Question:

# What is it called when an infant inhales poop in the womb?

## If a baby has a bowel movement while in the womb and inhales some of the fluid it's in, they can become sick. This is called meconium aspiration. The sickness can be treated with antibiotics. In some cases, the meconium can block their airways.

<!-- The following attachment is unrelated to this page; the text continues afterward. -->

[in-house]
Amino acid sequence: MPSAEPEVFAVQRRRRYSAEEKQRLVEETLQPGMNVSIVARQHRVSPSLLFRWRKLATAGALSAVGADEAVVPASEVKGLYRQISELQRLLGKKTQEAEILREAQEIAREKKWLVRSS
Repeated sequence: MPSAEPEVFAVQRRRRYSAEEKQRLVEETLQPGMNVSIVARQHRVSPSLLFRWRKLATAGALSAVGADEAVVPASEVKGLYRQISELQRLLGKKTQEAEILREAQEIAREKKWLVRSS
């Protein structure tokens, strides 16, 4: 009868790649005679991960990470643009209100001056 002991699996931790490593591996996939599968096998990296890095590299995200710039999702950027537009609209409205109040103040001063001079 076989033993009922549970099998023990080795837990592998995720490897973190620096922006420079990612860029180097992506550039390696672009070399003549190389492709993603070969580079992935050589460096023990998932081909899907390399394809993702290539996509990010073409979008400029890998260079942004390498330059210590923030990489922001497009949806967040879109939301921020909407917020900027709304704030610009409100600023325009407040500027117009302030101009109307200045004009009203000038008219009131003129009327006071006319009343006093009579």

Meconium aspiration syndrome (MAS, alternatively "Neonatal aspiration of meconium") is a medical condition affecting newborn infants. It occurs when meconium is present in their lungs during or before delivery. Meconium is the first stool of an infant, composed of materials ingested during the time the infant spends in the uterus. Meconium is normally stored in the infant's intestines until after birth, but sometimes (often in response to fetal distress) it is expelled into the amniotic fluid prior to birth, or during labor. If the baby then inhales the contaminated fluid, respiratory problems may occur. The most obvious sign that meconium has been passed during or before labor is the greenish or yellowish appearance of the amniotic fluid. The infant's skin, umbilical cord, or nailbeds may be stained green if the meconium was passed a considerable amount of time before birth. These symptoms alone do not necessarily indicate that the baby has inhaled in the fluid by gasping in utero or after birth. After birth, rapid or labored breathing, cyanosis, slow heartbeat, a barrel-shaped chest or low Apgar score are all signs of the syndrome. Inhalation can be confirmed by one or more tests such as using a stethoscope to listen for abnormal lung sounds (diffuse crackles and rhonchi), performing blood gas tests to confirm a severe loss of lung function, and using chest X-rays to look for patchy or streaked areas on the lungs. Infants who have inhaled meconium may develop respiratory distress syndrome often requiring ventilatory support. Complications of MAS include pneumothorax and persistent pulmonary hypertension of the newborn. Fetal distress during labor causes intestinal contractions, as well as relaxation of the anal sphincter, which allows meconium to pass into the amniotic fluid and contaminate the amniotic fluid. Meconium passage into the amniotic fluid occurs in about 5-20 percent of all births and is more common in overdue births. Of the cases where meconium is found in the amniotic fluid, meconium aspiration syndrome develops less than 5 percent of the time. Amniotic fluid is normally clear, but becomes greenish if it is tinted with meconium. The pathophysiology of MAS is due to a combination of primary surfactant deficiency and surfactant inactivation as a result of plasma proteins leaking into the airways from areas of epithelial disruption and injury. The leading three causes of MAS are If an infant inhales this mixture before, during, or after birth, it may be sucked deep into the lungs. Three main problems occur if this happens: These can lead to possibly fatal or long term health problems for the infant. High risk infants may be identified by fetal tachycardia, bradycardia or absence of fetal accelerations upon CTG in utero, at birth the infant may look cachexic and show signs of yellowish meconium staining on skin, nail and the umbillical cord, these infants usually progress onto Infant Respiratory distress syndrome within 4 hours. Investigations which can confirm the diagnosis are fetal chest x-ray, which will show hyperinflation, diaphragmatic flattening, cardiomegaly and pathy atelectasis, and ABG samples, which will show decreased oxygen levels. MAS is difficult to prevent.][ The risk of MAS increases after the 40th week of pregnancy. Amnioinfusion, a method of thinning thick meconium that has passed into the amniotic fluid through pumping of sterile fluid into the amniotic fluid, has not shown a benefit in treating MAS . Until recently it had been recommended that the throat and nose of the baby be suctioned by the delivery attendant as soon as the head is delivered. However, new studies have shown that this is not useful and the revised Neonatal Resuscitation Guidelines published by the American Academy of Pediatrics no longer recommend it.][ When meconium staining of the amniotic fluid is present and the baby is born depressed, it is recommended by the guidelines that an individual trained in neonatal intubation use a laryngoscope and endotracheal tube to suction meconium from below the vocal cords.][ If the condition worsens to a point where treatments are not affecting the newborn as they should, extracorporeal membrane oxygenation (ECMO) can be necessary to keep the infant alive. Lucinactant (Surfaxin) is used as a treatment of MAS. Albumin-lavage has not demonstrated to benefit outcomes of MAS. Steroid use has not demonstrated to benefit the outcomes of MAS. The mortality rate of meconium-stained infants is considerably higher than that of non-stained infants; meconium aspiration used to account for a significant proportion of neonatal deaths. Residual lung problems are rare but include symptomatic cough, wheezing, and persistent hyperinflation for up to 5-10 yr. The ultimate prognosis depends on the extent of CNS injury from asphyxia and the presence of associated problems such as pulmonary hypertension. In a study conducted between 1995 and 2002, MAS occurred in 1061 of 2,490,862 live births, reflecting an incidence of 0.43 of 1000. MAS requiring intubation occurs at higher rates in pregnancies beyond 40 weeks. 34% of all MAS cases born after 40 weeks required intubation compared to 16% prior to 40 weeks. M: OBS phys/devp/memb mthr/fetu/infc, epon proc, drug (2A/G2C)